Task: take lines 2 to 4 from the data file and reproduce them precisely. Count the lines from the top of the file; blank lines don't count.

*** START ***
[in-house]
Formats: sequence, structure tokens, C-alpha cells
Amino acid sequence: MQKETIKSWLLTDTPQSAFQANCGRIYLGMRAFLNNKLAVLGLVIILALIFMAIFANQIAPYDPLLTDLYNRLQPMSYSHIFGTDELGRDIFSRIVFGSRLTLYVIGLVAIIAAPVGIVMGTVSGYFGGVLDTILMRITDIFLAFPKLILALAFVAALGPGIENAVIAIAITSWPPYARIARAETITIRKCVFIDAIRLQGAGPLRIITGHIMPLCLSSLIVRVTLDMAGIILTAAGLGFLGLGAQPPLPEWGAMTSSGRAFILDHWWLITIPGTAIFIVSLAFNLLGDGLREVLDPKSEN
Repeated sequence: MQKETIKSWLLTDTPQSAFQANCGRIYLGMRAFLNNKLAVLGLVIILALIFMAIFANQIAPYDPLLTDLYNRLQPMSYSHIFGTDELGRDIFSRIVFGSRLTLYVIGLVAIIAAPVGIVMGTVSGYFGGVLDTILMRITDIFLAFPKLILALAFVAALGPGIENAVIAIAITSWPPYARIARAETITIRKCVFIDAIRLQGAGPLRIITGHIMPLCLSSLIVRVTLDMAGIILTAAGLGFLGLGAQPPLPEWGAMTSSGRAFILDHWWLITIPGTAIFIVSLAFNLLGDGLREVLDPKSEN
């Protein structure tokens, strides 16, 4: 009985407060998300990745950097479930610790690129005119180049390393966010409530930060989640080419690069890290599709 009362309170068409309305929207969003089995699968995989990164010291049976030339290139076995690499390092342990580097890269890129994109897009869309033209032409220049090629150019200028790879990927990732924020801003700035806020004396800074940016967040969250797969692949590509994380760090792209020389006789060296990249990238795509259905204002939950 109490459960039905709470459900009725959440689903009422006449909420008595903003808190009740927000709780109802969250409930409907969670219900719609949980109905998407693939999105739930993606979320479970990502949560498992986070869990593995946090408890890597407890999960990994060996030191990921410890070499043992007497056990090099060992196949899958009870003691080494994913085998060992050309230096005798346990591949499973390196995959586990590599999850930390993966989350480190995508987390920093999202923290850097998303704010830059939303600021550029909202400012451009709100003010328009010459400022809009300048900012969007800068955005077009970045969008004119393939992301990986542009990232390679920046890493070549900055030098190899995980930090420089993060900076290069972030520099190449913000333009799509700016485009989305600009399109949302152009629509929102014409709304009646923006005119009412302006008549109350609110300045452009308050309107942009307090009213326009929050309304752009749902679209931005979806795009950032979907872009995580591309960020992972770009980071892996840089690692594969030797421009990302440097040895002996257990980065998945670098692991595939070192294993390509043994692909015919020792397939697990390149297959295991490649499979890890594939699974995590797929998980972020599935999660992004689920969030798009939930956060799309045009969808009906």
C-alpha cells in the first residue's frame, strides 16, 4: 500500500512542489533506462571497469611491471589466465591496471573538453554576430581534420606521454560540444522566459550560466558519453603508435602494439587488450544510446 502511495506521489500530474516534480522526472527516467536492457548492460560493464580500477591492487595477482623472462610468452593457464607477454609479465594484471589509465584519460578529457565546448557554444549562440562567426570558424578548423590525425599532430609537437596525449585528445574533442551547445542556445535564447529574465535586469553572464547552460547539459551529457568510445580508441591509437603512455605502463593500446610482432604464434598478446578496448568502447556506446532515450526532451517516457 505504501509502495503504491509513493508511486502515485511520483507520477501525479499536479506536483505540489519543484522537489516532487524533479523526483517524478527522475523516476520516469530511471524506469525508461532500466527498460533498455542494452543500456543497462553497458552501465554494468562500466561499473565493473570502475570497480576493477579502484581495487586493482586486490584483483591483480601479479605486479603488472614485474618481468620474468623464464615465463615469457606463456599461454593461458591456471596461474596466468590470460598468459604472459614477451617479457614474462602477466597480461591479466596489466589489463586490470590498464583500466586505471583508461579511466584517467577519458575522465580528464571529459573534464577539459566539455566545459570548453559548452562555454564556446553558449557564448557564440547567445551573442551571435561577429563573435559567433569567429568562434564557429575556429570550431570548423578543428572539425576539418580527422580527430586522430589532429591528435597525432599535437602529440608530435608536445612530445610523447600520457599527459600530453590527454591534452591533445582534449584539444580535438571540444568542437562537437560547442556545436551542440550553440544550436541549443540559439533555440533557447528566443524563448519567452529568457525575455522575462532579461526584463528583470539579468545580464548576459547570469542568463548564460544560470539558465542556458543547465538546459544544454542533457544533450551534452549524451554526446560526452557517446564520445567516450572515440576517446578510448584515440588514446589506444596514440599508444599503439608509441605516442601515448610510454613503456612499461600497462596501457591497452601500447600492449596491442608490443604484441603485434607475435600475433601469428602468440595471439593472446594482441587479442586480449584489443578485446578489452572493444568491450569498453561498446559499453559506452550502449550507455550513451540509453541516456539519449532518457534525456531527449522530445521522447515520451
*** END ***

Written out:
Formats: sequence, structure tokens, C-alpha cells
Amino acid sequence: MQKETIKSWLLTDTPQSAFQANCGRIYLGMRAFLNNKLAVLGLVIILALIFMAIFANQIAPYDPLLTDLYNRLQPMSYSHIFGTDELGRDIFSRIVFGSRLTLYVIGLVAIIAAPVGIVMGTVSGYFGGVLDTILMRITDIFLAFPKLILALAFVAALGPGIENAVIAIAITSWPPYARIARAETITIRKCVFIDAIRLQGAGPLRIITGHIMPLCLSSLIVRVTLDMAGIILTAAGLGFLGLGAQPPLPEWGAMTSSGRAFILDHWWLITIPGTAIFIVSLAFNLLGDGLREVLDPKSEN
Repeated sequence: MQKETIKSWLLTDTPQSAFQANCGRIYLGMRAFLNNKLAVLGLVIILALIFMAIFANQIAPYDPLLTDLYNRLQPMSYSHIFGTDELGRDIFSRIVFGSRLTLYVIGLVAIIAAPVGIVMGTVSGYFGGVLDTILMRITDIFLAFPKLILALAFVAALGPGIENAVIAIAITSWPPYARIARAETITIRKCVFIDAIRLQGAGPLRIITGHIMPLCLSSLIVRVTLDMAGIILTAAGLGFLGLGAQPPLPEWGAMTSSGRAFILDHWWLITIPGTAIFIVSLAFNLLGDGLREVLDPKSEN